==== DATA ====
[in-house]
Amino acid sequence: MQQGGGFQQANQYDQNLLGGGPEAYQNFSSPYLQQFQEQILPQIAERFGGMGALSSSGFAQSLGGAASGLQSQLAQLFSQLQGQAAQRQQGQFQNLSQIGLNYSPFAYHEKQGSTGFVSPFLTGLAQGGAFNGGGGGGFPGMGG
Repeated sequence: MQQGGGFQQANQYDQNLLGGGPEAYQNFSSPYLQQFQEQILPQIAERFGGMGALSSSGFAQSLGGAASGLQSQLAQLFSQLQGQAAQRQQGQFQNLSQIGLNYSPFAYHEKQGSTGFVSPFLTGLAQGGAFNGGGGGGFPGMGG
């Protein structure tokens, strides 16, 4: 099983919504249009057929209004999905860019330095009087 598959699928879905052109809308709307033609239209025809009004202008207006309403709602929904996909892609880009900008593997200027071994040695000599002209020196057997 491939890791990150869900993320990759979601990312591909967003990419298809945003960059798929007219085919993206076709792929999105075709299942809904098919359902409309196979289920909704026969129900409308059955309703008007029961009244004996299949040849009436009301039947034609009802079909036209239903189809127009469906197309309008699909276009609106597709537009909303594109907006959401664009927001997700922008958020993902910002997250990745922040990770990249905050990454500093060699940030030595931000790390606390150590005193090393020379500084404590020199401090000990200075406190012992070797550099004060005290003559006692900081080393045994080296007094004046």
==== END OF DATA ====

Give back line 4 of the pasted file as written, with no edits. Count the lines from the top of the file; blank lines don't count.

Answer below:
């Protein structure tokens, strides 16, 4: 099983919504249009057929209004999905860019330095009087 598959699928879905052109809308709307033609239209025809009004202008207006309403709602929904996909892609880009900008593997200027071994040695000599002209020196057997 491939890791990150869900993320990759979601990312591909967003990419298809945003960059798929007219085919993206076709792929999105075709299942809904098919359902409309196979289920909704026969129900409308059955309703008007029961009244004996299949040849009436009301039947034609009802079909036209239903189809127009469906197309309008699909276009609106597709537009909303594109907006959401664009927001997700922008958020993902910002997250990745922040990770990249905050990454500093060699940030030595931000790390606390150590005193090393020379500084404590020199401090000990200075406190012992070797550099004060005290003559006692900081080393045994080296007094004046």